The logo of the International Year of Cooperatives 2012 evokes the definition of co-operative enterprises as autonomous associations of persons united voluntarily to meet their common economic, social and cultural needs and aspirations, through a jointly owned and democratically controlled enterprise.

Based on the slogan of the year, ‘Cooperative enterprises build a better world’, the logo features seven persons working together to lift and support a cube. The cube represents the various projects goals and aspirations upon which cooperative enterprises are built, and the achievements that can be attained. The gender neutral figures represent the people factor central to the co-operative model, and there are seven of them, to represent the seven principles of the cooperative movement, i.e. voluntary and open membership, democratic member control, member economic participation, autonomy and independence, education, training, and information, cooperation among cooperatives, and concern for community.

As illustrated by the logo, these seven principles work together to allow co-operative members to achieve the goals and desires that they would not have been able to attain through their individual efforts.

 

 

 

SOME OF MY FAVIRATE INCIDENTS IN THE HISTORY OF ICCIC

 

Isabel Crook

 

Soon after the setting up of the PRC, the Gung Ho movement and ICCIC were both closed down. Thirty years later. With Deng Xiaoping’s “Reform and Opening Up,” Rewi Alley, Chen Hansheng, Lu Guangmian and others asked permission to re-establish Gung Ho cooperatives. This was granted in 1983, and this was followed by a rapid growth in cooperatives. Some time later Rewi complained bitterly that in fact most of the newly sprung up coops were not coops. The problem was that with the Deng reforms, small private enterprises were encouraged. However many entrepreneurs feared that the policy might change and they would be branded as capitalists so they set up ventures which they called “cooperatives.” To tackle this problem, Rewi and his Chinese colleagues asked that the government allow ICCIC to be revived. This was granted in 1987, and as former supporters of Gung Ho cooperatives, David and I were on the list as members.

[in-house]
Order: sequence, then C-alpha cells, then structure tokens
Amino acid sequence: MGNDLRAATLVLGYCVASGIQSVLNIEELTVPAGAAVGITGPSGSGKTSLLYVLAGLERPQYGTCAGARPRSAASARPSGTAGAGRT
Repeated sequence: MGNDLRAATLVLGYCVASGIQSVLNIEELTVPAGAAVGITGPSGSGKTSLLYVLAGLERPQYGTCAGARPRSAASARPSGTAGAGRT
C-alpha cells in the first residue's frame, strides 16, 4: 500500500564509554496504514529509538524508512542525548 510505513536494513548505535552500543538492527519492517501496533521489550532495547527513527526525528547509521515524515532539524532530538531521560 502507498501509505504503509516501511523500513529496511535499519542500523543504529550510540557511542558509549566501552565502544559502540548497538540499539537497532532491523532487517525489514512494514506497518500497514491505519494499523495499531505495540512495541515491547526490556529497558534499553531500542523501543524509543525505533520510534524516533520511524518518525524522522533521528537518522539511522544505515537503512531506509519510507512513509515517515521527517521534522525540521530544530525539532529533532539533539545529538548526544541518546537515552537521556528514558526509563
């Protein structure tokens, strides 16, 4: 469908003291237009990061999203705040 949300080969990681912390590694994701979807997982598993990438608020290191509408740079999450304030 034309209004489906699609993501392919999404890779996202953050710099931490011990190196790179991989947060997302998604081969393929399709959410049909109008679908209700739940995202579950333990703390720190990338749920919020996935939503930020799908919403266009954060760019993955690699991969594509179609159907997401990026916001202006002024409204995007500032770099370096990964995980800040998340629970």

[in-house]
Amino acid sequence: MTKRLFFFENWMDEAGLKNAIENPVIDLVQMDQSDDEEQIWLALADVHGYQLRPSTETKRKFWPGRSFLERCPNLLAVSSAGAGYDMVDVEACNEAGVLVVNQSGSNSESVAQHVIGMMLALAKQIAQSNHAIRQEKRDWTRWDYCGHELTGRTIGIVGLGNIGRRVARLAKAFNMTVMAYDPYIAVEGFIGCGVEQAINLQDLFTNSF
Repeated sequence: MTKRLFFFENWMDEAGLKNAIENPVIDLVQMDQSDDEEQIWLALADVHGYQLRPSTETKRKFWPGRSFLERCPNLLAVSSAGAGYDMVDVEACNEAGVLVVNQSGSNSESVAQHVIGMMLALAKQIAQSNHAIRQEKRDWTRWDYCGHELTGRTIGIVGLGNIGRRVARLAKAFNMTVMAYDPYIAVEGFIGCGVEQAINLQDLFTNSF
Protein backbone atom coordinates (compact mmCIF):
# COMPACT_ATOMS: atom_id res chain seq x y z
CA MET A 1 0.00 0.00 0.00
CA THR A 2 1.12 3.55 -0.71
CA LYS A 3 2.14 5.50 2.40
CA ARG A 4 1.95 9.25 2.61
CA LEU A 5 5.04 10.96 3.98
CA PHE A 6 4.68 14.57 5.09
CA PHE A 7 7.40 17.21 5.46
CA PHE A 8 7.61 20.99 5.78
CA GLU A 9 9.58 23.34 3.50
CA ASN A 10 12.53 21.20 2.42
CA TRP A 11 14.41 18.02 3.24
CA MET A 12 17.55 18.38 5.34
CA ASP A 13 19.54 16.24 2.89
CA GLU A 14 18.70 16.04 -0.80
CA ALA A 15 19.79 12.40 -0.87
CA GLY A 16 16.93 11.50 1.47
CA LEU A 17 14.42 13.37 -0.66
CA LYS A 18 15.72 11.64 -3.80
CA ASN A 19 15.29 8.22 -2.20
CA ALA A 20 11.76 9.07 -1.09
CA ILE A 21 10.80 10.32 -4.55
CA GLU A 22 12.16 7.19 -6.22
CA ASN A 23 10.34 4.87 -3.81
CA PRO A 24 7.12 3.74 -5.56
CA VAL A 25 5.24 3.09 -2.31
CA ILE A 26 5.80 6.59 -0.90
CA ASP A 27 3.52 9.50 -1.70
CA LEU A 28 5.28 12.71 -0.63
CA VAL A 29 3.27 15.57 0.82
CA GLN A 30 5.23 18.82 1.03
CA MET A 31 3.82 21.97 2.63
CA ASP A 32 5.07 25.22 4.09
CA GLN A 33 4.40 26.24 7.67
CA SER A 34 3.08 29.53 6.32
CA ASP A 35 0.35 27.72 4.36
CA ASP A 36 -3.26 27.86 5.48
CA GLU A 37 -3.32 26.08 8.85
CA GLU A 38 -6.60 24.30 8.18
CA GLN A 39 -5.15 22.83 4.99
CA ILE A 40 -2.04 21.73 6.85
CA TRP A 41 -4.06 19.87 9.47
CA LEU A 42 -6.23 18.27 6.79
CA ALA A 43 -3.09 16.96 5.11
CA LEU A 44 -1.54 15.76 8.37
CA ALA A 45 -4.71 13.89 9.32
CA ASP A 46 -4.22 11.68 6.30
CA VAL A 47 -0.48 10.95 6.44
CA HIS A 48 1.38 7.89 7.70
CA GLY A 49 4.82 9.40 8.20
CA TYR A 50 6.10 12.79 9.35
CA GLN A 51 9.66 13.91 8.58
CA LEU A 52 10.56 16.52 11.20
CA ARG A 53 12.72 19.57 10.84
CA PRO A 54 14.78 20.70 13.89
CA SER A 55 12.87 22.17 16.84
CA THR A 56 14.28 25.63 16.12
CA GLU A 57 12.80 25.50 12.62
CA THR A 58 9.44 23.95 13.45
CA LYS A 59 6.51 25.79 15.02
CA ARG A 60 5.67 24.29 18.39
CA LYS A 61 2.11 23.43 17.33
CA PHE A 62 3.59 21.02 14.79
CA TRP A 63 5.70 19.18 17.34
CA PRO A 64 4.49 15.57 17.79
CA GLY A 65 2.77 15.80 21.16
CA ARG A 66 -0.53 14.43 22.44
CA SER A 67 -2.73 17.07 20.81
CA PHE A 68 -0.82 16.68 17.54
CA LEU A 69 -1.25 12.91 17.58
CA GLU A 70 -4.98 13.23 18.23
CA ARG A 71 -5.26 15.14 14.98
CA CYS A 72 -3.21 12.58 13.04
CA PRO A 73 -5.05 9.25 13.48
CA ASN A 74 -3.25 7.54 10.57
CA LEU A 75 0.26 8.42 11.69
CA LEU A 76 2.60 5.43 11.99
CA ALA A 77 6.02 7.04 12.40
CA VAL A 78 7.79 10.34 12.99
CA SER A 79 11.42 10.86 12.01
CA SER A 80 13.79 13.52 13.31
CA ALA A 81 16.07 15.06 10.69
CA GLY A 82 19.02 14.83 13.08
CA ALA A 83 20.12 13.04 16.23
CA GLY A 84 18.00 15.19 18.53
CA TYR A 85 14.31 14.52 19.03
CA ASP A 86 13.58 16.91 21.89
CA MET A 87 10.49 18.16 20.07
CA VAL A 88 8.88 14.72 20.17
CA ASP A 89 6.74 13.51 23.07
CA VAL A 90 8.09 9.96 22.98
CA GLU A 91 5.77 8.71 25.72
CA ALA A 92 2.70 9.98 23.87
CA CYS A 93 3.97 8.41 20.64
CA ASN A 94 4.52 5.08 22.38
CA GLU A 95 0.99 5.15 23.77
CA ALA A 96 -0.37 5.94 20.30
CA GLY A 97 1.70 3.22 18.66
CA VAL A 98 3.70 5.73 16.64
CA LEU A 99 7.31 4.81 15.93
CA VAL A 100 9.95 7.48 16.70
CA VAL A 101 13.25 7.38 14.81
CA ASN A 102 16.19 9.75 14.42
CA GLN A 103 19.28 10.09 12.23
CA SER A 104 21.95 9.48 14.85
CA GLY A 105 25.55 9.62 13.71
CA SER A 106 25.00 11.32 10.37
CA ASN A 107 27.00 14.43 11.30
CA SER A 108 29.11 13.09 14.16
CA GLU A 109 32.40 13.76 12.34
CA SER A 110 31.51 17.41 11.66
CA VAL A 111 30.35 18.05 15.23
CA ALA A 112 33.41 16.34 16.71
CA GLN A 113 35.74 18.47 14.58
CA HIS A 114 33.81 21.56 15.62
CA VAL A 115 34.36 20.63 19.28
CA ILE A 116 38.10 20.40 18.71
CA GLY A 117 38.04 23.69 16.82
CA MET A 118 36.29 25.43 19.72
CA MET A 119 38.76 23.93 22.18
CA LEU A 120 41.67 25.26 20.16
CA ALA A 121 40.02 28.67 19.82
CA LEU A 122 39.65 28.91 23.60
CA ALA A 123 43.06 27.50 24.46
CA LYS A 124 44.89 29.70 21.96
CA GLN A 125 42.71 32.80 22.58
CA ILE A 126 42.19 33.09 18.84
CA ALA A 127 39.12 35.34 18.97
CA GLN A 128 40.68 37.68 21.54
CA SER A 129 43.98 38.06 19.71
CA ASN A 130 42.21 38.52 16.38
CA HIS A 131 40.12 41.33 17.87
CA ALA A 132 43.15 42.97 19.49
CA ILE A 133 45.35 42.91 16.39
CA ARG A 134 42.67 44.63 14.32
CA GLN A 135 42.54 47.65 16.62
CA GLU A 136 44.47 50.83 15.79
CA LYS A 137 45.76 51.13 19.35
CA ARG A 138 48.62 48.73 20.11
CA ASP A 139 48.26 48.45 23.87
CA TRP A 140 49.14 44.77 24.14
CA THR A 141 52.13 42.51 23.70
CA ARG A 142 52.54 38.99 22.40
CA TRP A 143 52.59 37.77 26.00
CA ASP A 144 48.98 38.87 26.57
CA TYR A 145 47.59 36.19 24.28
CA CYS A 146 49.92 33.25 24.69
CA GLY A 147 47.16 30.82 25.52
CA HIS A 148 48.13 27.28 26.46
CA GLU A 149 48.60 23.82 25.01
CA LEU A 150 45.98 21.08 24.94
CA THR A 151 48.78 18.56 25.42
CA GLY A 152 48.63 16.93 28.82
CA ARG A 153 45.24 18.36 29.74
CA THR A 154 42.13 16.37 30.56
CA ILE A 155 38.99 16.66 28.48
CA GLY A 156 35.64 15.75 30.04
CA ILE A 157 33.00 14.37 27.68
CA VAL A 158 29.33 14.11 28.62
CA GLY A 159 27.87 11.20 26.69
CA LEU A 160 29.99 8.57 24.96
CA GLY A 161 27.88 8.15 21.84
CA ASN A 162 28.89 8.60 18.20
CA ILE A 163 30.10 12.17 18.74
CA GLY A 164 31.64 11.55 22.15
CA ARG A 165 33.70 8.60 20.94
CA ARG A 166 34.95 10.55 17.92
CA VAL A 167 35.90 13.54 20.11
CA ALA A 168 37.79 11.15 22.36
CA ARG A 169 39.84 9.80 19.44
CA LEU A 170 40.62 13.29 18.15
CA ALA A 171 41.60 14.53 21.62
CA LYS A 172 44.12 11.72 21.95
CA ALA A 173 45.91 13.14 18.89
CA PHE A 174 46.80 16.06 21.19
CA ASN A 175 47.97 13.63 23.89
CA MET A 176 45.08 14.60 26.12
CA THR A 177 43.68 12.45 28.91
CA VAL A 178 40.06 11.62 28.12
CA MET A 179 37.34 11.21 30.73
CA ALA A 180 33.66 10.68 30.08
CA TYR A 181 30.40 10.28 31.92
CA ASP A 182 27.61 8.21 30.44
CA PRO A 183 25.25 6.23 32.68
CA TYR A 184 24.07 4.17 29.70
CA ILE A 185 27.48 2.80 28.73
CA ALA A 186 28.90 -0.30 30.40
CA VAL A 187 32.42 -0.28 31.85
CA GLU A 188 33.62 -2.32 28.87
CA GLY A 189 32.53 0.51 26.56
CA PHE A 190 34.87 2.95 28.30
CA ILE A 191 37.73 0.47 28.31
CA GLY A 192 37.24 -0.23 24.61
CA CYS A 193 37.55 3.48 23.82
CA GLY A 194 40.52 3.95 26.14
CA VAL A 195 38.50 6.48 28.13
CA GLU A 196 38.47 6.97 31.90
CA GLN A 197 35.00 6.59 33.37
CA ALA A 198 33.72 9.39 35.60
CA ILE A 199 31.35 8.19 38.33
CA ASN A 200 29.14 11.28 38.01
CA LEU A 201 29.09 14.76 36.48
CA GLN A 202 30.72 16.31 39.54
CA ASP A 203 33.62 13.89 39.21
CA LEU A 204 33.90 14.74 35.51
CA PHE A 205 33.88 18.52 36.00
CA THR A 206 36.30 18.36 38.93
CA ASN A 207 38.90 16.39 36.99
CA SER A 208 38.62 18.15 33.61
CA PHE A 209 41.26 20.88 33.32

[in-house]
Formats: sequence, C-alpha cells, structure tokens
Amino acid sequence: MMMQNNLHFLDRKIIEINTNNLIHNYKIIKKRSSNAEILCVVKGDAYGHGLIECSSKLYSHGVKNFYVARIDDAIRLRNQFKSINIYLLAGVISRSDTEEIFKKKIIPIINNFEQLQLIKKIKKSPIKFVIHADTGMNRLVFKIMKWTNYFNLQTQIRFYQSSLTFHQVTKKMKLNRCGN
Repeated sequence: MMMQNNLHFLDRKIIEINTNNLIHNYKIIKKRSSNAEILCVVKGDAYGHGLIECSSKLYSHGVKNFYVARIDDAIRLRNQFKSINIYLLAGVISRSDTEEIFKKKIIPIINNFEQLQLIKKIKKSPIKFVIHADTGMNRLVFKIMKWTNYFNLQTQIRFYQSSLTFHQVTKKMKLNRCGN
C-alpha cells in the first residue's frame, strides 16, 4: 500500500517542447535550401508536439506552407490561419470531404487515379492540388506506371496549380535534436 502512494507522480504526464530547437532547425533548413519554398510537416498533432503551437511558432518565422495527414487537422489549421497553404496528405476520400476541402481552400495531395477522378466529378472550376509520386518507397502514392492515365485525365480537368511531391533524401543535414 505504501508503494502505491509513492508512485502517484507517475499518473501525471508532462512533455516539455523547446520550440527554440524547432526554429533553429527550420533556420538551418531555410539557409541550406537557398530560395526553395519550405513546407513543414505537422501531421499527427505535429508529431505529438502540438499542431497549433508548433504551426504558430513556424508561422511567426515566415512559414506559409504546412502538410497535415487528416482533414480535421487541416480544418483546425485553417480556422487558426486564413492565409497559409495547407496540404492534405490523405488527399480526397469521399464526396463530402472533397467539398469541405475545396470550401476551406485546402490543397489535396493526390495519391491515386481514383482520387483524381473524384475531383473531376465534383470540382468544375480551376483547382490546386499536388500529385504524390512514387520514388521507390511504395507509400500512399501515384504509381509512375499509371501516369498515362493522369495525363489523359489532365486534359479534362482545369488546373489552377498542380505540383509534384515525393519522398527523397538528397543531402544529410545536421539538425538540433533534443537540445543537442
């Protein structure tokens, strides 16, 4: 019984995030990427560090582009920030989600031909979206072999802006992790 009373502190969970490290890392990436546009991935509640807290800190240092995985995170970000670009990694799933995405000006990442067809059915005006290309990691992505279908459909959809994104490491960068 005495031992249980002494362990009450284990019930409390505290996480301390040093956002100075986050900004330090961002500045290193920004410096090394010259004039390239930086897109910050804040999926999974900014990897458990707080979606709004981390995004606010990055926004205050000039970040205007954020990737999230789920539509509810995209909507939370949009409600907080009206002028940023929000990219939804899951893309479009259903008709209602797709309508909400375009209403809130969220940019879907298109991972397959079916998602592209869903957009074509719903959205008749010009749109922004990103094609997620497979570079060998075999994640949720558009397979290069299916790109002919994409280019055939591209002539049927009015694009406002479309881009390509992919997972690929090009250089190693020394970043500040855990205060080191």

Some time in the 1990s I became a member of the executive and became personally involved in this effort to find an effective way of promoting coops up to the International standards.  

However forty years had passed and only two of our experienced old organizers remained.  One of them, Fu Bin. had a serious heart condition. Nevertheless she attended our meetings regularly even when (I am sure) the doctor would had insisted that she stay at home. The other was Que Bingguang who was doing a good job in Gansu. His method was to visit a coop and stay there for a week or so, talking to the members about the nature of cooperatives and how they were getting along.  He encouraged them to bring up any problem they had, but the problems they brought up were economic ones.  For example our soap coop was losing its buyers. Que took same samples to Lanzhou, to have them analyzed and discovered that there was one essential element missing.  He returned with the required supplies, and in due course the coop-brand soap became popular again. However when it came to discussing management, members were very hesitant to say anything. Que would tell them where he was staying and to drop in if they wished to. So things were moving along in Gansu.